Teen parents face discrimination when house hunting – Young Māmā

Posted: August 3, 2021Category: Uncategorized

By Bronson Perich


A teen mother who recently found housing through a social provider says it’s getting harder to find suitable lodging.

Tiana Kiro, a 19-year-old māmā explains though she is fortunate to have found a home, she’s far from being the rule.

“Most of the young māmā and pāpā that I know are struggling to find accommodation,” Tiana Kiro says.

“…there are many barriers in the way to achieving this dream – including discrimination.”


Te Karere reported on the mental distress teen parents were experiencing as they waited in emergency housing in March.


The worsening situation caused E Tip E Rea Whānau Services (ETERWS), the youth advocacy that found Kiro a home, to change tack.

Since finding a permanent base for themselves in April, ETERWS is now transitioning to becoming a social housing agency.


“We’re seeing young hapū wāhine being turned away from Emergency Housing”

The 540 Motel is one of many locations contracted to provide emergency housing. Photo credit: TVNZ.


E Tipu E Rea social worker Lauren Bartley says it’s getting harder for her to put mātua taiohi into homes.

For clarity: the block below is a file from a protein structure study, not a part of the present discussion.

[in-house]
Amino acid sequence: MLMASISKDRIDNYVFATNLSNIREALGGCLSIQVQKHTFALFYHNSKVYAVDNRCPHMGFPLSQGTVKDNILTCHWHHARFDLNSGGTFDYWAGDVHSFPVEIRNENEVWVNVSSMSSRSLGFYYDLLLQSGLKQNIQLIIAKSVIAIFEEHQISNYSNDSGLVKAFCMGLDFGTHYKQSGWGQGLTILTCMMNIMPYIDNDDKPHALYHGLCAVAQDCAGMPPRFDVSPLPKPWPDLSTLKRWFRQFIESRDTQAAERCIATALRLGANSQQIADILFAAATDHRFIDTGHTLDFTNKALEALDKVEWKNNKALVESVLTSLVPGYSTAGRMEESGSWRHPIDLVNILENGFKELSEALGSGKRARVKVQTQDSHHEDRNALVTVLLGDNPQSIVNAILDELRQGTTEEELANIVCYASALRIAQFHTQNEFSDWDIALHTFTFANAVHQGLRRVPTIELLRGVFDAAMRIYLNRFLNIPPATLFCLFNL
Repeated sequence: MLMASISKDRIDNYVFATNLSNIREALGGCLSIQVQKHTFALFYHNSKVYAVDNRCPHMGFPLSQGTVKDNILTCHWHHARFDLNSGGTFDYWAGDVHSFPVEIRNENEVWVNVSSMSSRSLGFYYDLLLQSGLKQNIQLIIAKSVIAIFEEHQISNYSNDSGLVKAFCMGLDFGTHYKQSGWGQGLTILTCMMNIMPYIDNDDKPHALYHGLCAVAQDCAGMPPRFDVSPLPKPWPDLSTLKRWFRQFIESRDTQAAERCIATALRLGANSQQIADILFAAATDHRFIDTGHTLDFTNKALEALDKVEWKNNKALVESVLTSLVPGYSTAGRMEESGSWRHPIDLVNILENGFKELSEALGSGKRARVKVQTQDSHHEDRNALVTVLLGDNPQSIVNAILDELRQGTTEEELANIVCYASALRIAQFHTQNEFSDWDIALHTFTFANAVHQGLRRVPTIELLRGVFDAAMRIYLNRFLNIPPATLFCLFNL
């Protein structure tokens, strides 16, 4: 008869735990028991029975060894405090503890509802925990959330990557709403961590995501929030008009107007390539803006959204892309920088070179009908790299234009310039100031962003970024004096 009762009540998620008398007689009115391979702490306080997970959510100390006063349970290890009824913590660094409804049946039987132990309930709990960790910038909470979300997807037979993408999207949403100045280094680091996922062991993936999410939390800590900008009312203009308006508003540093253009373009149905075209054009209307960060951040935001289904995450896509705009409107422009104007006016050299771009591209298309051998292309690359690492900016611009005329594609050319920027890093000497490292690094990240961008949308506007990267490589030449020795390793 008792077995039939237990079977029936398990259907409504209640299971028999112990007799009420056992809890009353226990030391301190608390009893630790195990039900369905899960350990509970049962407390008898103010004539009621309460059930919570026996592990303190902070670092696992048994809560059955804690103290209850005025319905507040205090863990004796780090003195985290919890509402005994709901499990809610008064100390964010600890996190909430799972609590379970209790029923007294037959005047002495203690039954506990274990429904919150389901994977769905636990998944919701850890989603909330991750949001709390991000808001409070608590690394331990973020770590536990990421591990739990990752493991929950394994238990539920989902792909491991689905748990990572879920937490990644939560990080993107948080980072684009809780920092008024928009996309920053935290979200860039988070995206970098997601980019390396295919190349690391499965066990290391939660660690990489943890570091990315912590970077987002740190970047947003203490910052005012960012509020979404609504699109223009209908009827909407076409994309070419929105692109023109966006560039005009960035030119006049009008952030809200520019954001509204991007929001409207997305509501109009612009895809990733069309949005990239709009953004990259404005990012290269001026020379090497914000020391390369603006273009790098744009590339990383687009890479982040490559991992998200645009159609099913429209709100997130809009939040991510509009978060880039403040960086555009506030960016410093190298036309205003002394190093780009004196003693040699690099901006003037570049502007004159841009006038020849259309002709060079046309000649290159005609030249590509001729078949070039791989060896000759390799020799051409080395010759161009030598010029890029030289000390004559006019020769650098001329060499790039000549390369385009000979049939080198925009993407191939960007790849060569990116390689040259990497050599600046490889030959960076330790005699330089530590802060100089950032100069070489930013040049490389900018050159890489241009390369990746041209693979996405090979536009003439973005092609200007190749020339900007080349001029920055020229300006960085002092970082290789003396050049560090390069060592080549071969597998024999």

“We’re seeing young hapū wāhine being turned away from Emergency Housing,” Lauren Bartley says.

“…and instead being pushed into boarding houses that are completely inappropriate and unsafe for them.”

ETERWS say a collective strategy to end teen homelessness is required. Such a strategy it says, should identify the key causes of teen homelessness and plan to address them.

Bartley told Te Karere in April, that since the plight of teen homelessness had been reported, online insults towards homeless teens increased.

“It’s really demonising the people that are stuck in hotels,” Bartley says.

Emergency accommodation providers do not choose who comes into their facilities. So at this stage, it is not known why teen parents are being declined.

MSD have been contacted for clarity on possible reasons for being declined.


The intergenerational impacts of teen homelessness


ETERWS social worker Lauren Bartley. Photo credit: Lauren Bartley, used with permission.


ETERWS chief executive Zoe Hawke says if teen homelessness continues to rise, the impact will extend to future generations.

“Secure and affordable housing for mātua taiohi and their tamariki can provide the foundations needed,” Zoe Hawke says.

“…for intergenerational achievement in education, employment, social, mental and physical hauora”.  

Hopefully, with the increase in homes being built by Kāinga Ora, teen parents will find the relief they need.


Where to get help


To find support services for teens in the Auckland region, you can download this booklet here.

The Ministry of Health has information for young parents here.

This link may be helpful for South Auckland based teen parents.